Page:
I just returned from a week at summer camp where we co-directed a co-ed teen camp. For the last number of years, camp has been an important part of my 3 kids’ summer lives while memories of camp have dominated their winter lives. Admittedly, co-directing a full week of activities for about 125 teenagers involved a steep learning curve, a great deal of creativity, energy and patience with the other co-directors.
Obviously, as a high school teacher, I have had a fair amount of experience working with adolescent learners. However, it was surprising to recognize in the camp environment so many similarities to a school environment. It was even more surprising to observe the great differences in the teens’ attitudes, motivations, and learning outcomes.
Let’s begin with the basic similarities in learning environments. At camp, there are rules about who is in charge (the counselors, directors, etc.), a schedule which moves campers from place to place every hour or so, breaks for meals, safety and behaviour rules with disciplinary consequences and forced team and group events often with expectations for the creation of a “product” in the form of a craft, song or skit. Often, there are competitions which rely on some sort of evaluation or assessment process by judges. Sound familiar?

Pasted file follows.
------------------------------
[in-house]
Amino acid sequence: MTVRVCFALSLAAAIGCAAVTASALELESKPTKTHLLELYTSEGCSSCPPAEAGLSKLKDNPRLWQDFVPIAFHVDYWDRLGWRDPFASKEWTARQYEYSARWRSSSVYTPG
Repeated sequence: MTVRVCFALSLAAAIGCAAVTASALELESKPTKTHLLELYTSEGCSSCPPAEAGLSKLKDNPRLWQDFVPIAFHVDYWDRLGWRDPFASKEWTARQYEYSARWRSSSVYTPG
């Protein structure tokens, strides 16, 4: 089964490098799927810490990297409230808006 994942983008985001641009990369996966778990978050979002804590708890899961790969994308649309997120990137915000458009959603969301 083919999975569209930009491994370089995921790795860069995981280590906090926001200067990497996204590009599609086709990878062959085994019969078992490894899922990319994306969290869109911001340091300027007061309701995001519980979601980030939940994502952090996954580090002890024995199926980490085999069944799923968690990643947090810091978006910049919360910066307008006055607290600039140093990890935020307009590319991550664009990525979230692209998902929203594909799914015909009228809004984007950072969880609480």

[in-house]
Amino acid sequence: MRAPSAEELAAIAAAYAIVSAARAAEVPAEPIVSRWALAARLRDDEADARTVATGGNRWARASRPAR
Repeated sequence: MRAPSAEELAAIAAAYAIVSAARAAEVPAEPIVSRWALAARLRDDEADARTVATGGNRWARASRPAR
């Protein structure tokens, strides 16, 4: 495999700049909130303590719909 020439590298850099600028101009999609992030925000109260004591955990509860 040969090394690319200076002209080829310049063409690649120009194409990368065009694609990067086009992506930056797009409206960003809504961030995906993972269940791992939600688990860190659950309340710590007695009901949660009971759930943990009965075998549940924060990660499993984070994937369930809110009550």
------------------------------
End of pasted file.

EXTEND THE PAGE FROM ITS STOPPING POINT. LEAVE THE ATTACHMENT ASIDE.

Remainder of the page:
What is different about this environment is that the campers must also live together for a week sharing living space. This can aid in the development of a community. It is an opportunity for the campers to develop care and appreciation for their community through beneficial maintenance and stewardship of camp territory. Some take longer than others to acquire this appreciation!
Other differences are in the outcomes and attitudes of the camper/learners. By its very nature, camp is able to better offer multiple learning style opportunities to suit the learning style needs of the campers. Kinesthetic learners in particular are offered many opportunities at camp. Certainly much less reading material is offered at camp. Campers must rely much more on visual and audio messages to function well in this setting.
I am familiar with many of the teen campers, counselors and staff that were present at camp this year. Many of them had not flourished well in an academic environment. Yet, at camp, their latent skills and gifts were coaxed out and I observed leadership and citizenship abilities and competencies which were truly outstanding, Not only that, but they were sincere and enthusiastic in their various achievements.
As an educator, I was humbled by what I witnessed. Why can’t school environment be more like summer camp?